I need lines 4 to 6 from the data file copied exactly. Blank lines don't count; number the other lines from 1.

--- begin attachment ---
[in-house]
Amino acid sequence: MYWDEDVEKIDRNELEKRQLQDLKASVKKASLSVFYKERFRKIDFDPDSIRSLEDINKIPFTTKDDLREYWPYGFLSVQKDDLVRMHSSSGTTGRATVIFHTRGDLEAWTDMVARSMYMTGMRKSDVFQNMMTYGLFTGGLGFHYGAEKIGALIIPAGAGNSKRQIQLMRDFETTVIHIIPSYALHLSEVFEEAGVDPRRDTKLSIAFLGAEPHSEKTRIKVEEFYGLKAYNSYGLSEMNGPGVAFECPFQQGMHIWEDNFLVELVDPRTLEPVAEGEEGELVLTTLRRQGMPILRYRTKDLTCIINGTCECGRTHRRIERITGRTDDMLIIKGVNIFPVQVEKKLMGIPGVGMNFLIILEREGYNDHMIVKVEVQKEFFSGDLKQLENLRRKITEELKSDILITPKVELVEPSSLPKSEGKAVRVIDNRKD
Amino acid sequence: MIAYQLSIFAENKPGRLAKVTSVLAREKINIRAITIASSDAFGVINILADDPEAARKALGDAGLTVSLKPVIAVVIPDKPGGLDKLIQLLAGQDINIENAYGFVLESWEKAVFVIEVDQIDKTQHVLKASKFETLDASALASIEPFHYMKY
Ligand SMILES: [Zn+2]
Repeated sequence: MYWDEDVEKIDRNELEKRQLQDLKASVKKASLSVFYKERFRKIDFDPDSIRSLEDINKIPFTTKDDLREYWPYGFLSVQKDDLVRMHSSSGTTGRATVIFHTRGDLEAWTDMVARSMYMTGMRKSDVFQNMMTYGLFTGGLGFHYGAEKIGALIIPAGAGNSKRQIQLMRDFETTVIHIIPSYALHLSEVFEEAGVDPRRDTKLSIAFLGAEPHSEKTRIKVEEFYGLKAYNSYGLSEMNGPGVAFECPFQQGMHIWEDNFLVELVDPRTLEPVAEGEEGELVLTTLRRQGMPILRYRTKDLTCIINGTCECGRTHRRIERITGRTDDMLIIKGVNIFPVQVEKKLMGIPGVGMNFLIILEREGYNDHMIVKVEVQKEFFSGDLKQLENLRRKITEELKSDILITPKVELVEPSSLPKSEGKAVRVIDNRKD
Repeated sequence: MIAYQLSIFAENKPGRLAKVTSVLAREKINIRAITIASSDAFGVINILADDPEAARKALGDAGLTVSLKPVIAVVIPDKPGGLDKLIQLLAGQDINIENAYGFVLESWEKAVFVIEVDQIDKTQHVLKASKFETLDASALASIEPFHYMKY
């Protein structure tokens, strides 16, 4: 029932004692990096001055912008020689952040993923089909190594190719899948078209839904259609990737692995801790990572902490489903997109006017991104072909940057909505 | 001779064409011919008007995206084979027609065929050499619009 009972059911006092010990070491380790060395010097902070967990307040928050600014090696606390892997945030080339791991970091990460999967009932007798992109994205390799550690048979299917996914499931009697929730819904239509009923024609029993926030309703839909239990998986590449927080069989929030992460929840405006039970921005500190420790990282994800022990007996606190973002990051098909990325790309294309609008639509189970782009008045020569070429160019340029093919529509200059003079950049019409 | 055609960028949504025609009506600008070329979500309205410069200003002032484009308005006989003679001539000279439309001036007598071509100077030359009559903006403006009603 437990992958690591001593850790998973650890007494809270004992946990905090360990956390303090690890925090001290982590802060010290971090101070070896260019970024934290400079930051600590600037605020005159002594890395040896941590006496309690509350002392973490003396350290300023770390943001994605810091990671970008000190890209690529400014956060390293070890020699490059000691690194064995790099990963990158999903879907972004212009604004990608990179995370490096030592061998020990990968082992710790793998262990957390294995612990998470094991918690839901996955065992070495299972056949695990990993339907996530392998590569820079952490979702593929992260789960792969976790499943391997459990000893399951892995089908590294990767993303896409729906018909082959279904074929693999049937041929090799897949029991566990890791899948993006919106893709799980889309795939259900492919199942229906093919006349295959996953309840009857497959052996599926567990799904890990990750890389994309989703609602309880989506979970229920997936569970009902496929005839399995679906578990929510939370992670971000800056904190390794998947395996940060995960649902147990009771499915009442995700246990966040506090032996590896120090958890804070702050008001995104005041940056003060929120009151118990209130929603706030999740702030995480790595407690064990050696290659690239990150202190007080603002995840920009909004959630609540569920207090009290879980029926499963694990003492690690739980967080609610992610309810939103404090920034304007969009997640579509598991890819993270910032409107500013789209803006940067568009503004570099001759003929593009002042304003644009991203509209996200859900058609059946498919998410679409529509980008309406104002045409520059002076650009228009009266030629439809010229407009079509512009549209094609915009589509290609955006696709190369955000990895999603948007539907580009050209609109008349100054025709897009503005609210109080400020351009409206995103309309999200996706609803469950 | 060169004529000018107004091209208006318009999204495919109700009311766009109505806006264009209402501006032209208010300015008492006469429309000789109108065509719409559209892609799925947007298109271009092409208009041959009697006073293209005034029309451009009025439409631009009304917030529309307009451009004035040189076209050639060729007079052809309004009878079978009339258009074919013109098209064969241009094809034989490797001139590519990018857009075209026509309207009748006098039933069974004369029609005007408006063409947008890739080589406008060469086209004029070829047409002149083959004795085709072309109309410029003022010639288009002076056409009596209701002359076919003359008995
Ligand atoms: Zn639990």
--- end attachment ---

Ligand SMILES: [Zn+2]
Repeated sequence: MYWDEDVEKIDRNELEKRQLQDLKASVKKASLSVFYKERFRKIDFDPDSIRSLEDINKIPFTTKDDLREYWPYGFLSVQKDDLVRMHSSSGTTGRATVIFHTRGDLEAWTDMVARSMYMTGMRKSDVFQNMMTYGLFTGGLGFHYGAEKIGALIIPAGAGNSKRQIQLMRDFETTVIHIIPSYALHLSEVFEEAGVDPRRDTKLSIAFLGAEPHSEKTRIKVEEFYGLKAYNSYGLSEMNGPGVAFECPFQQGMHIWEDNFLVELVDPRTLEPVAEGEEGELVLTTLRRQGMPILRYRTKDLTCIINGTCECGRTHRRIERITGRTDDMLIIKGVNIFPVQVEKKLMGIPGVGMNFLIILEREGYNDHMIVKVEVQKEFFSGDLKQLENLRRKITEELKSDILITPKVELVEPSSLPKSEGKAVRVIDNRKD
Repeated sequence: MIAYQLSIFAENKPGRLAKVTSVLAREKINIRAITIASSDAFGVINILADDPEAARKALGDAGLTVSLKPVIAVVIPDKPGGLDKLIQLLAGQDINIENAYGFVLESWEKAVFVIEVDQIDKTQHVLKASKFETLDASALASIEPFHYMKY